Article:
Hozier at the INEC Gleneagle Hotel, Killarney, Co. Kerry, 21st December 2015

 Back from his American jaunt, Hozier is back at the INEC Killarney for his second Christmas gig in two years. In 2014, he complained about the crowd’s constant to-ing fro-ing to the bar. Tonight seems like it’ll be a similar affair, with a few illicit ID swaps spotted among the crowd.Before the Bray man graces the stage, other Bray favourites, Wyvern Lingo are up first. It’s almost boring writing about the girl band at this stage, for the simple fact that they are so consistently good.

Opener Sweet Life Ruiner boasts powerhouse R&B harmonising and slinky choruses. Their pirate flag of a banner behind them doesn’t do them justice – stage hands should take note. In parts, the band seem a bit downbeat, which is understandable, considering the pure contempt the crowd are showing them. Vocally, they have solidified themselves as some of the best in the game, at least in this country.

Their mash-up of Alt-J’s Left Hand Free and Envogue’s What’s It Gonna Be? is joyful, and totally makes up for closing track Subside, where the girls are impossible to distinguish individually.

Naturally, the man of the hour arrives on stage to an expected level of pandemonium. Hozier energy levels and overall confidence can vary with live shows. Thankfully, Like Real People Do is relinquished gleefully, and it’s undoubtedly his most confident show to date. It’s a loud crowd, but his stunning backing vocalists maintain the performance’s ethereal nature.

He continues to show off his polish with Angel Of Small Death…; a tour de force song matched only by the crowd’s ferocity in responding. Despite his relentless touring schedule, his voice has maintained, remaining as clarified as ever. His manic delivery is charming to watch, especially when you consider the hunched, subdued performance he gave at Indiependence a year and a half ago.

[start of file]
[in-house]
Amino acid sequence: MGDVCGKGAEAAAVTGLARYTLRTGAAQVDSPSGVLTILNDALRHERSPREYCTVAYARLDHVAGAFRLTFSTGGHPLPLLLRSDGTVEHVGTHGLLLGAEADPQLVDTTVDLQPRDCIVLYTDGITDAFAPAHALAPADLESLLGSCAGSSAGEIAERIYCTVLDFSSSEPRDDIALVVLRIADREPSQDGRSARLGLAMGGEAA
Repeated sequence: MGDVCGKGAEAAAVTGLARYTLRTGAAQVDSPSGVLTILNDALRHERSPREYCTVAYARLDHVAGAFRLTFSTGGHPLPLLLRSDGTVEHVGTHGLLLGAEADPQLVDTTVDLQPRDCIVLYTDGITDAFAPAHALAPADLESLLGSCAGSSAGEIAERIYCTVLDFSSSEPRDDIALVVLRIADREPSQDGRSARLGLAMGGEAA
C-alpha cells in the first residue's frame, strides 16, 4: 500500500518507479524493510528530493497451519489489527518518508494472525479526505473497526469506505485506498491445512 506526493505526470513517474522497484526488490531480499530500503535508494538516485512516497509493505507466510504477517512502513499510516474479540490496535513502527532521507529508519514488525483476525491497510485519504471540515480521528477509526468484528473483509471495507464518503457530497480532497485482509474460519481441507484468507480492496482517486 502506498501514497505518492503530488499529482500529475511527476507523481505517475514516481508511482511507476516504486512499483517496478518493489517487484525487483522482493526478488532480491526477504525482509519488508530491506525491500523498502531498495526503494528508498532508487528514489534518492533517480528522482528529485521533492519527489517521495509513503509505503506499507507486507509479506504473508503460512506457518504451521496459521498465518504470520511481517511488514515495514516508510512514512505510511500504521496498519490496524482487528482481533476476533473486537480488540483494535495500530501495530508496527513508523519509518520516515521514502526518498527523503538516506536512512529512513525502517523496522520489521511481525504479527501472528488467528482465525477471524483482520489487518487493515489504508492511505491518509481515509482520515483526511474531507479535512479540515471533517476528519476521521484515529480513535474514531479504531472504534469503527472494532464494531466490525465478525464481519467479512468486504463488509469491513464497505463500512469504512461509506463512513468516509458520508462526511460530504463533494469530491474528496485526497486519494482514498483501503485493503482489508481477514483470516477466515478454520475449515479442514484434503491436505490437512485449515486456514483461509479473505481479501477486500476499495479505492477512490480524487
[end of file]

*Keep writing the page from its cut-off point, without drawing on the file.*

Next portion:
Jackie & Wilson is the strongest rendition of the night – vocals are tight, and a dark, bluesy introduction deviates from the norm: a welcome surprise. The LP version of From Eden continues to catch people in a live setting, particularly that instrumental sections towards the end, but it’s still cemented as a classic track.

The crowd gets restless at the worst possible times – during groovy cover of Blackbird, in which funk is embedded so deeply in the song it’s almost mistaken for a Jackson 5 track. Also, during It Will Come Back, people take it is an appropriate time to booze up. Hozier, for the most part, lets on that he’s oblivious to the goings on.

Just before In A Week, a four metre radius of space on the floor is cleared due to a young guy getting sick. Hozier’s explaination of the themes and lyrics of the song is completely lost in that moment, a the boy is propped up by a random member of the crowd until security comes.

To Be Alone and Arsonist’s Lullaby sees Hozier finally commit to the delivery of his dark lyrics. The swampy guitars on both tracks envelope his new found sinister tone. For once, he’s actually believable in what he’s singing, and he believes it too.

Not including Take Me To Church in the encore was unquestionably risky, especially given the young crowd. It’s certainly a solid performance, but the gig peters out from there. He is inaudible on acoustic track Cherry Wine, but just about brings it back for closer Work Song.

Hozier’s comments last year were understandable. Imagine trying to deliver a decent set with a myriad of drunk distractions in front of you? Despite the hurdles, Hozier gave a strong, professional set that he should be pleased with. It’s a shame the same can’t be said for the crowd.